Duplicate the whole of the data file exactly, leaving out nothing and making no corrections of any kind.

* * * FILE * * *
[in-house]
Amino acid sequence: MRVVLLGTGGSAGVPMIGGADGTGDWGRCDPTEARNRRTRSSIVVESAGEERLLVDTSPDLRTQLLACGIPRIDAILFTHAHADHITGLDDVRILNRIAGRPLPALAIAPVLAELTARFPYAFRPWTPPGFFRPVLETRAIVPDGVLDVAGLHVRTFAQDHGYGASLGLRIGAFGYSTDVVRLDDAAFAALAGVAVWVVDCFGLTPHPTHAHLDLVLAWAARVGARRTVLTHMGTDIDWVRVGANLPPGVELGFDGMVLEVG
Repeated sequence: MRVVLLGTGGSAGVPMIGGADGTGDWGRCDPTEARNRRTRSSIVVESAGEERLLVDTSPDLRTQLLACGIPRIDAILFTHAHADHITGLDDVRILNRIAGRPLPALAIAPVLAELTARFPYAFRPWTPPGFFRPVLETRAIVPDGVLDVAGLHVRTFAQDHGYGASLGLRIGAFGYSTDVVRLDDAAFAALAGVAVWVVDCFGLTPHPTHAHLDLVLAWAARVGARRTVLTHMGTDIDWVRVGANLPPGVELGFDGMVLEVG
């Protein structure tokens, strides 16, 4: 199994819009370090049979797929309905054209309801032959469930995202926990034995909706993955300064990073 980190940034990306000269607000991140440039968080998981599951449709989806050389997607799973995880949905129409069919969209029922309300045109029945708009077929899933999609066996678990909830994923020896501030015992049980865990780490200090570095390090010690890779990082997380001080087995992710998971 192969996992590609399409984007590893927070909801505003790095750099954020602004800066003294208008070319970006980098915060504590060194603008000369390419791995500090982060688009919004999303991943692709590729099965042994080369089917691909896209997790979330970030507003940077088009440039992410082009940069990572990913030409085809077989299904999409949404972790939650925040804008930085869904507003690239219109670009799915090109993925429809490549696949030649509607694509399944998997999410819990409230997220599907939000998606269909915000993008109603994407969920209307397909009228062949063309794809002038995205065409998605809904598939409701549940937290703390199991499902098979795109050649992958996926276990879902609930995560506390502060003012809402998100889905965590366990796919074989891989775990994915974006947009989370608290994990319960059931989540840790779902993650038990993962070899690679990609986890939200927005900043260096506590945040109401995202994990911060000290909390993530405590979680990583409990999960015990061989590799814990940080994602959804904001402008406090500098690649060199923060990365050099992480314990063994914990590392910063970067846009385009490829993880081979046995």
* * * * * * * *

[in-house]
Amino acid sequence: MRVVLLGTGGSAGVPMIGGADGTGDWGRCDPTEARNRRTRSSIVVESAGEERLLVDTSPDLRTQLLACGIPRIDAILFTHAHADHITGLDDVRILNRIAGRPLPALAIAPVLAELTARFPYAFRPWTPPGFFRPVLETRAIVPDGVLDVAGLHVRTFAQDHGYGASLGLRIGAFGYSTDVVRLDDAAFAALAGVAVWVVDCFGLTPHPTHAHLDLVLAWAARVGARRTVLTHMGTDIDWVRVGANLPPGVELGFDGMVLEVG
Repeated sequence: MRVVLLGTGGSAGVPMIGGADGTGDWGRCDPTEARNRRTRSSIVVESAGEERLLVDTSPDLRTQLLACGIPRIDAILFTHAHADHITGLDDVRILNRIAGRPLPALAIAPVLAELTARFPYAFRPWTPPGFFRPVLETRAIVPDGVLDVAGLHVRTFAQDHGYGASLGLRIGAFGYSTDVVRLDDAAFAALAGVAVWVVDCFGLTPHPTHAHLDLVLAWAARVGARRTVLTHMGTDIDWVRVGANLPPGVELGFDGMVLEVG
């Protein structure tokens, strides 16, 4: 199994819009370090049979797929309905054209309801032959469930995202926990034995909706993955300064990073 980190940034990306000269607000991140440039968080998981599951449709989806050389997607799973995880949905129409069919969209029922309300045109029945708009077929899933999609066996678990909830994923020896501030015992049980865990780490200090570095390090010690890779990082997380001080087995992710998971 192969996992590609399409984007590893927070909801505003790095750099954020602004800066003294208008070319970006980098915060504590060194603008000369390419791995500090982060688009919004999303991943692709590729099965042994080369089917691909896209997790979330970030507003940077088009440039992410082009940069990572990913030409085809077989299904999409949404972790939650925040804008930085869904507003690239219109670009799915090109993925429809490549696949030649509607694509399944998997999410819990409230997220599907939000998606269909915000993008109603994407969920209307397909009228062949063309794809002038995205065409998605809904598939409701549940937290703390199991499902098979795109050649992958996926276990879902609930995560506390502060003012809402998100889905965590366990796919074989891989775990994915974006947009989370608290994990319960059931989540840790779902993650038990993962070899690679990609986890939200927005900043260096506590945040109401995202994990911060000290909390993530405590979680990583409990999960015990061989590799814990940080994602959804904001402008406090500098690649060199923060990365050099992480314990063994914990590392910063970067846009385009490829993880081979046995």